As any caregiver will tell you, providing in-home care for aging parents or for loved ones who are dealing with cognitive memory loss, is more than a full-time job. Often, fatigue, stress and financial strains can become an issue for even the most patient caregivers. That can reduce not only the quality of care that you are able to provide, but negatively affect your own health, too.
But there are powerful tools for caregivers that can help you provide your loved one with the best care possible, without impacting your own wellbeing.
1. In-home therapy and in-home nursing
Shuttling aging parents back and forth to many different doctor appointments can be a large drain on time and resources. That can be exacerbated if your parent requires physical rehab, occupational therapy or memory care. Many of these services, however, can be arranged on an outpatient basis, to take place in your home.
In-home nursing is also an option if you need assistance providing for your loved one’s medical needs or daily necessities.
Say, for example, that your father is a bed-bound, post-amputation diabetic. He requires daily finger stick blood screenings (FSBS), Glucophage doses, and insulin injections and must be assisted to the commode and to the bath. An in-home nurse can be arranged to come to your home daily and monitor vitals, administer medications or injections, and provide lifting, toileting and bathing assistance.
2. Respite care
Because you are, in fact, a human being, there are going to be times when you need a break—for the sake of your own health and wellbeing. But there’s no reason that should make you feel guilty.
Caregiver fatigue, also known as “caregiver burnout,” is a very real condition that impacts the ability of a caregiver to function and provide adequate care. Virtually all senior care experts would agree that it’s beneficial—for both caregivers and those they care for—to have regular periods of times away from the immense responsibility of ensuring the health, safety, and wellbeing of a loved one.
And respite care can provide that opportunity.
Respite care programs come in many forms—many of which are offered as day programs at retirement communities. But there are some models that provide in-home sitters who allow the primary caregiver to be away from home for a portion of the day— long enough to go to work, run errands, or just take a few hours of personal time every day.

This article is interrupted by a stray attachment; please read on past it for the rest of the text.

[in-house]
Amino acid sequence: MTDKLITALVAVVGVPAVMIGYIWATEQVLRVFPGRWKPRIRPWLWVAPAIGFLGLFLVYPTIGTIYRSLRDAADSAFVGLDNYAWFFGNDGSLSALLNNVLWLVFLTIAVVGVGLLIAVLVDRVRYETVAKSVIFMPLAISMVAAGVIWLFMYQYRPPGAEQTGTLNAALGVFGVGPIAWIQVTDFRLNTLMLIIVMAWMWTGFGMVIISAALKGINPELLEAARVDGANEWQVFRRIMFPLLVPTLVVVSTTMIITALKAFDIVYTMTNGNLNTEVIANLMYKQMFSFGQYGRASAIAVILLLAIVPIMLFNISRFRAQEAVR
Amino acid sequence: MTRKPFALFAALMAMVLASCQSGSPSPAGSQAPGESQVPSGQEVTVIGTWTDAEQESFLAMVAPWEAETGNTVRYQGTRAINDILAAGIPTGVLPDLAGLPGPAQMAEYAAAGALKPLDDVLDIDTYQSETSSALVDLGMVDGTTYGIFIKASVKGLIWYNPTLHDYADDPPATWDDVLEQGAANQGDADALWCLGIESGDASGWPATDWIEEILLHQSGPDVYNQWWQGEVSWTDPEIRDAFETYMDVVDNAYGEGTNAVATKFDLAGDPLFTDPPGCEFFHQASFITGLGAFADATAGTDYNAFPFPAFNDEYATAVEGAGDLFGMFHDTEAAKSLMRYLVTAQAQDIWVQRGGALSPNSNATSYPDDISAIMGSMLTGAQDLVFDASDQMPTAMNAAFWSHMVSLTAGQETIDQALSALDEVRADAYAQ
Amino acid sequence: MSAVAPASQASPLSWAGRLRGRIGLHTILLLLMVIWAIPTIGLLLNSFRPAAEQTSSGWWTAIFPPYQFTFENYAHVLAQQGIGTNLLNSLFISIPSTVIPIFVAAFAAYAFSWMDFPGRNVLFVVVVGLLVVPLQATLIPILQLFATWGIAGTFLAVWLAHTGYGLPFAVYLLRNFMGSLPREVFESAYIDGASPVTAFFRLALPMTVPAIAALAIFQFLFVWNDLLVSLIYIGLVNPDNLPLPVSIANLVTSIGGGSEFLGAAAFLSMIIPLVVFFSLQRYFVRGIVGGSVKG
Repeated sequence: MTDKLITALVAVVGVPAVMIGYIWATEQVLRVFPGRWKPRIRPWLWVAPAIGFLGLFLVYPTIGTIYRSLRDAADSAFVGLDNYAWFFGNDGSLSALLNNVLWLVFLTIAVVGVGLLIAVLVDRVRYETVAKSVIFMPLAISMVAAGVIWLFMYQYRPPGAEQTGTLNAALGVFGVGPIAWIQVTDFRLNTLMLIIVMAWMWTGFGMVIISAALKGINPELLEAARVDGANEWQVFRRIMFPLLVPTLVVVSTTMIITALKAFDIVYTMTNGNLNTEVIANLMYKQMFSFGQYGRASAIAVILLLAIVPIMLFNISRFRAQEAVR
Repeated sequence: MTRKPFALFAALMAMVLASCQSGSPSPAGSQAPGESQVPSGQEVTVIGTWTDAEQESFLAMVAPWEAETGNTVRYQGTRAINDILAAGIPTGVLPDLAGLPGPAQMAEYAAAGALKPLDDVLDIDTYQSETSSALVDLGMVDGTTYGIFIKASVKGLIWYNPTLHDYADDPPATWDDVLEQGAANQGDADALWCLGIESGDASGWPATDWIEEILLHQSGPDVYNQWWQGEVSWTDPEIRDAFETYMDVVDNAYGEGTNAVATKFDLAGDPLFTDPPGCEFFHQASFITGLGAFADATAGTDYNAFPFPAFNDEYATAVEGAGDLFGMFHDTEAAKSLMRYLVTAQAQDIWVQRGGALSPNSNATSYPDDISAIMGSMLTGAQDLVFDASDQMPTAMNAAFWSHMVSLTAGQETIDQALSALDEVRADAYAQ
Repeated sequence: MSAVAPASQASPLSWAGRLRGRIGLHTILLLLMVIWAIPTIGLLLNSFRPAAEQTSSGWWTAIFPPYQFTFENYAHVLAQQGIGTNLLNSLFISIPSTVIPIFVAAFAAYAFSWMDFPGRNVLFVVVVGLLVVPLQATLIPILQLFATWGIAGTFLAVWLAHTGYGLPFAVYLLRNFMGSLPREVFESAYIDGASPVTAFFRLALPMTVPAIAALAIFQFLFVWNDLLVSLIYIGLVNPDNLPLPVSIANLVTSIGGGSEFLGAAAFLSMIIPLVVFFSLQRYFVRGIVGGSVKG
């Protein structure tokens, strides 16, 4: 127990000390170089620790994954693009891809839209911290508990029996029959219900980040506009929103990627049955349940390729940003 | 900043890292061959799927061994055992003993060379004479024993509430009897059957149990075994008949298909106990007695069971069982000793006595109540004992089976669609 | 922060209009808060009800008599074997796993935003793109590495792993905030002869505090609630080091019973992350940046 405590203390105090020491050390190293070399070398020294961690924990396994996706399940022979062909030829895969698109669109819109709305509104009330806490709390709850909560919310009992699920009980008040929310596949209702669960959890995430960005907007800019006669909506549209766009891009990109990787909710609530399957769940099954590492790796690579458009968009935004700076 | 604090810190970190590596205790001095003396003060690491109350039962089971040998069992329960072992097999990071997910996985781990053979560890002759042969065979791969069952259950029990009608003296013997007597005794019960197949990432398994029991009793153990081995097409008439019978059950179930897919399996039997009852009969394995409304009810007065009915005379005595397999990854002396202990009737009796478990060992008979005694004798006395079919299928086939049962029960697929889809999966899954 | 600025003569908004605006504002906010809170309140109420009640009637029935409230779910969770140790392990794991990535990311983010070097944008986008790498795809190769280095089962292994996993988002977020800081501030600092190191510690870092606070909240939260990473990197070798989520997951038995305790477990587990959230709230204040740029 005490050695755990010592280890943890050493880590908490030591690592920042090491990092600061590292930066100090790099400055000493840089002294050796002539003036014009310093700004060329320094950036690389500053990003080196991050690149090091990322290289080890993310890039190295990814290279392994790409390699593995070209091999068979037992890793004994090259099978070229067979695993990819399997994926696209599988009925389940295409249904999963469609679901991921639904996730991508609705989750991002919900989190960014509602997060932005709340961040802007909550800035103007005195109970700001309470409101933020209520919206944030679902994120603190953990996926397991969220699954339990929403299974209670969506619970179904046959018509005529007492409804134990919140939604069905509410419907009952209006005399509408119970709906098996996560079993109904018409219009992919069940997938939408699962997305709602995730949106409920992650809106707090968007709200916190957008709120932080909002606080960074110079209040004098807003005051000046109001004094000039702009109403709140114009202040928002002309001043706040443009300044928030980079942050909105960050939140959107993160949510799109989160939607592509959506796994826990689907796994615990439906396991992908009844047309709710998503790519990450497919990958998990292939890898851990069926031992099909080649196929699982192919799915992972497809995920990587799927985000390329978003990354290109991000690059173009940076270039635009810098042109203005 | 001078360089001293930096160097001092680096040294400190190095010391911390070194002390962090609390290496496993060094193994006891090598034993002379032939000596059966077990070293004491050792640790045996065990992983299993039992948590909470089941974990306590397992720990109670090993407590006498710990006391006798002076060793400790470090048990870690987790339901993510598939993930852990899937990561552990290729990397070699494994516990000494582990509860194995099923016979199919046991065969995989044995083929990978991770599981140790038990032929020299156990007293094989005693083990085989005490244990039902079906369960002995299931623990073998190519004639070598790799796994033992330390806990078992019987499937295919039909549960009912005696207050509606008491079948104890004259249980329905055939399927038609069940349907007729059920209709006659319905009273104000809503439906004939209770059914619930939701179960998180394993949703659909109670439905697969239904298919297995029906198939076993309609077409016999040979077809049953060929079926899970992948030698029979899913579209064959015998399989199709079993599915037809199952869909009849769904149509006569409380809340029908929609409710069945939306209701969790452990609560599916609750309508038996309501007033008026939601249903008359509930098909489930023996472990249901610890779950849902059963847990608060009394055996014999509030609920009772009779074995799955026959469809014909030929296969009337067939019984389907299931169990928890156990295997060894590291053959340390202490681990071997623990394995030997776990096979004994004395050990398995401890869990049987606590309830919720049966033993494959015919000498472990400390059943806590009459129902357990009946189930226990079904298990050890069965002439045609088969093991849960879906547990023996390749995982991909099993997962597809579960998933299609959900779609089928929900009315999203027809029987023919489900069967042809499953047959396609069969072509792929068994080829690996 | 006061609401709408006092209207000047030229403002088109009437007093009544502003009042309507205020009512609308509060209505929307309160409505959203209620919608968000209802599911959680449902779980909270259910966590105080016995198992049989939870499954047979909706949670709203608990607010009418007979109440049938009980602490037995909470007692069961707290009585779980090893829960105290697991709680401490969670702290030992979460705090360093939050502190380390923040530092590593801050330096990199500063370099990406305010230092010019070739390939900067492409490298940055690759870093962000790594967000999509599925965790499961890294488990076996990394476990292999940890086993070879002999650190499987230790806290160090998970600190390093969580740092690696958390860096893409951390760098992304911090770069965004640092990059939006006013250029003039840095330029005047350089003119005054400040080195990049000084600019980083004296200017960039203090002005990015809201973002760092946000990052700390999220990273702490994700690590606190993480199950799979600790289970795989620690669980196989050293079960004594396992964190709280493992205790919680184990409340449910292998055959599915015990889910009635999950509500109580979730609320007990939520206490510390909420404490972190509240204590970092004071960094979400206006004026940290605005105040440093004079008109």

3. Geriatric care managers
Hiring a professional senior care expert, such as a geriatric care manager, to consult on or actively manage your loved one’s care can alleviate stress and improve the quality of care your relative receives.
A geriatric care manager will sit down with you and your loved one to develop a workable plan for in-home care now. With a care manager, you can map out a formula for your loved one’s future care— including any contingency plans for a later move to assisted living or a skilled nursing facility, if such becomes a necessity. A geriatric care manager can also:
- Monitor your parent’s medication regimen to ensure they are complying with treatment, not missing medications or experiencing any adverse drug interactions.
- Continually evaluate your loved one’s physical, cognitive and emotional function and arrange outpatient support, such as physical or occupational therapy, mental health counseling, or specialized memory care, as necessary.
- Coordinate in-home nursing services, personal care assistance and ancillary support services, such as Meals on Wheels deliveries.
- Help you and your loved one negotiate the often-complicated process of health coverage pre-authorizations and appeals, help your loved one to evaluate and apply for Medicare and Part D plans during annual enrollment and steer you toward financial assistance programs when health care costs exceed ability to pay.
A geriatric care manager’s goal is to ensure your loved one receives care at home for as long as possible, and to make life easier for you as a caregiver.
You don’t have to go it alone.
Caring for an aging parent can be isolating — especially if you do not have strong support from other family members or friends. It is important that you take advantage of all the resources available to you to ease the burden under which you find yourself, and to make the care you provide the best it can be.